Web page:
Effects of Nuclear Weapons | Science | atomicarchive.com

Examine the thermal radiation, blast and human effects of nuclear weapons. Nuclear explosions produce both immediate and delayed destructive effects. Blast, thermal radiation, and prompt ionizing radiation are produced and cause significant destruction within seconds or minutes of a nuclear detonation. The delayed effects, such as radioactive fallout and other possible environmental effects ...

The Nuclear Weapon Archive - A Guide to Nuclear Weapons

The most comprehensive guide to nuclear weapons on the Internet

The Effects of Nuclear Weapons - Campaign for Nuclear ...

Nuclear weapons have been used twice, on the Japanese cities of Hiroshima and Nagasaki in August 1945. Evidence from these occasions, as well as atmospheric nuclear testing and nuclear power accidents have formed the basis of our knowledge of the effects of nuclear weapons.

Effects of nuclear explosions - Wikipedia

The effects of a nuclear explosion on its immediate vicinity are typically much more destructive and multifaceted than those caused by conventional explosives. In most cases, the energy released from a nuclear weapon detonated within the troposphere can be approximately divided into four basic categories:. the blast itself: 40–50% of total energy; thermal radiation: 30–50% of total energy

Effects of Nuclear Explosions - A Guide to Nuclear Weapons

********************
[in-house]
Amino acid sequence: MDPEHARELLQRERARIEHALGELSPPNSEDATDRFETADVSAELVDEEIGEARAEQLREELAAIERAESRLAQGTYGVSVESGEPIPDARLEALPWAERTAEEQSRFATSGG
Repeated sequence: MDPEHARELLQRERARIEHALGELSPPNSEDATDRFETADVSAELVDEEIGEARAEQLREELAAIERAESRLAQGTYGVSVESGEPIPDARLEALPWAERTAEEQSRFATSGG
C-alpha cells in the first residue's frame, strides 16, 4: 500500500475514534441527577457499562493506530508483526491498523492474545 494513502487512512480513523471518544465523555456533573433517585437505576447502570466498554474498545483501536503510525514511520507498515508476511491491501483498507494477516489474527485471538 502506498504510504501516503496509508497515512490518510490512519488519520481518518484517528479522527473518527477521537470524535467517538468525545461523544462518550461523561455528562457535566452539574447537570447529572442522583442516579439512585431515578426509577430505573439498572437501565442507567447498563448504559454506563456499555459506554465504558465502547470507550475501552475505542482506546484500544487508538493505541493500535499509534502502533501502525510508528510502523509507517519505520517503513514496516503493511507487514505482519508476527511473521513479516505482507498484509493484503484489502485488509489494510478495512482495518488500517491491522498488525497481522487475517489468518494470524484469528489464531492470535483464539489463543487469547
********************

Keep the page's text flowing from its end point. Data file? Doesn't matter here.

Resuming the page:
5.3 Physics of Nuclear Weapon Effects. Thermal radiation and blast are inevitable consequences of the near instantaneous release of an immense amount of energy in a very small volume, and are thus characteristic to all nuclear weapons regardless of type or design details.

Overpressure | Effects of Nuclear Weapons | atomicarchive.com

Effects of Nuclear Weapons. Overpressure. Blast effects are usually measured by the amount of overpressure, the pressure in excess of the normal atmospheric value, in pounds per square inch (psi).

nuclear weapon | History, Facts, Types, & Effects ...

Nuclear weapon: Nuclear weapon, device designed to release energy in an explosive manner as a result of nuclear fission, nuclear fusion, or a combination of the two. Fission weapons are commonly referred to as atomic bombs, and fusion weapons are referred to as thermonuclear bombs or, more commonly, hydrogen bombs.

Effects of Nuclear Weapons - Nuclear Darkness

See "Nuclear Weapon Thermal Effects". The surface of the fireball also emits large amounts of infrared, visible and ultraviolet rays in the first few seconds. This thermal radiation travels outward at the speed of light.

Nuclear weapon - Wikipedia

A nuclear weapon (also called an atom bomb, nuke, atomic bomb, nuclear warhead, A-bomb, or nuclear bomb) is an explosive device that derives its destructive force from nuclear reactions, either fission (fission bomb) or from a combination of fission and fusion reactions (thermonuclear bomb).Both bomb types release large quantities of energy from relatively small amounts of matter.

The Effects of Nuclear Weapons, 1977: Descriptions of ...

CHAPTER II: Descriptions of Nuclear Explosions INTRODUCTION . 2.01 A number of characteristic phenomena, some of which are visible whereas others are not directly apparent, are associated with nuclear explosions. Certain aspects of these phenomena will depend on the type of burst, i.e., air, high-altitude, surface, or subsurface, as indicated in Chapter I.
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